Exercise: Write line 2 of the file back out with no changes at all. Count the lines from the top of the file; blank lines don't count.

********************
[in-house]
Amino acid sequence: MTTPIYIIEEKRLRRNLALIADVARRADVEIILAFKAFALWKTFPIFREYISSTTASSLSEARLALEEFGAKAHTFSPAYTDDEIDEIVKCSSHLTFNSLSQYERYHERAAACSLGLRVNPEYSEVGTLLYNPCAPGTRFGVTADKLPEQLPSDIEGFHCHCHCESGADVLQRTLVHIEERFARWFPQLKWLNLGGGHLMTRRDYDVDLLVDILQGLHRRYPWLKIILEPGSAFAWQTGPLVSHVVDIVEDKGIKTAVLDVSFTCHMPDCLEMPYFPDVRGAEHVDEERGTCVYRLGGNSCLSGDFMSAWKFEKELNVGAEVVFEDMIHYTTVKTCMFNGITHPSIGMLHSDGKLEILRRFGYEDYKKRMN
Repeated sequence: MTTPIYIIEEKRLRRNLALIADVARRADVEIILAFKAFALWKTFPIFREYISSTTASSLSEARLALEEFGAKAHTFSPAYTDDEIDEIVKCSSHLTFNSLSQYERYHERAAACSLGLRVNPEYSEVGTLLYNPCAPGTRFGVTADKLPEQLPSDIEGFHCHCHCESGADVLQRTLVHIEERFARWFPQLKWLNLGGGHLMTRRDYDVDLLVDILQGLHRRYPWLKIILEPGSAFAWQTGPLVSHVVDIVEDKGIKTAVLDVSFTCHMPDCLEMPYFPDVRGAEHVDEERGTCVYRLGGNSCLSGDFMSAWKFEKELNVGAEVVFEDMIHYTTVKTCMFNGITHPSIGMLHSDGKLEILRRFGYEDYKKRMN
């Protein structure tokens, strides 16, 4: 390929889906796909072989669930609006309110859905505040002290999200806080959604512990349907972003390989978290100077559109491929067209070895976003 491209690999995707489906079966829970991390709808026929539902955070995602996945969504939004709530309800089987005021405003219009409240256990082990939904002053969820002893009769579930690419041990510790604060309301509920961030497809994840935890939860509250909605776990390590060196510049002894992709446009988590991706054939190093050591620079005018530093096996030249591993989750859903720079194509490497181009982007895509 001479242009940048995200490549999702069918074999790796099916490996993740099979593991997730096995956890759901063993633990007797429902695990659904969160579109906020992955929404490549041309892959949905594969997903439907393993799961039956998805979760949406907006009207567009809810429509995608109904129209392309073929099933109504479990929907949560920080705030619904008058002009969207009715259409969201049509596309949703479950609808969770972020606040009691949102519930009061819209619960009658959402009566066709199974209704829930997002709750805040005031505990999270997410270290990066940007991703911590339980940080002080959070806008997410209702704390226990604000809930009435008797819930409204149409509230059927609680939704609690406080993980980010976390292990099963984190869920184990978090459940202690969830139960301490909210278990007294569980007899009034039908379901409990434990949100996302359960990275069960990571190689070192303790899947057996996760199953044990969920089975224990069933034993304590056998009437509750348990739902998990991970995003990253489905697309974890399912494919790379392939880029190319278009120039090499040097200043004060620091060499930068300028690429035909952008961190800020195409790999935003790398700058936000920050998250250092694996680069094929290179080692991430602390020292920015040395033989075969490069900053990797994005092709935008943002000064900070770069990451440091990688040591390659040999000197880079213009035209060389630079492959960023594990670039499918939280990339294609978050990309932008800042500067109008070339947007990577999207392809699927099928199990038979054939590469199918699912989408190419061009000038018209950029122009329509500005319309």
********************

Amino acid sequence: MTTPIYIIEEKRLRRNLALIADVARRADVEIILAFKAFALWKTFPIFREYISSTTASSLSEARLALEEFGAKAHTFSPAYTDDEIDEIVKCSSHLTFNSLSQYERYHERAAACSLGLRVNPEYSEVGTLLYNPCAPGTRFGVTADKLPEQLPSDIEGFHCHCHCESGADVLQRTLVHIEERFARWFPQLKWLNLGGGHLMTRRDYDVDLLVDILQGLHRRYPWLKIILEPGSAFAWQTGPLVSHVVDIVEDKGIKTAVLDVSFTCHMPDCLEMPYFPDVRGAEHVDEERGTCVYRLGGNSCLSGDFMSAWKFEKELNVGAEVVFEDMIHYTTVKTCMFNGITHPSIGMLHSDGKLEILRRFGYEDYKKRMN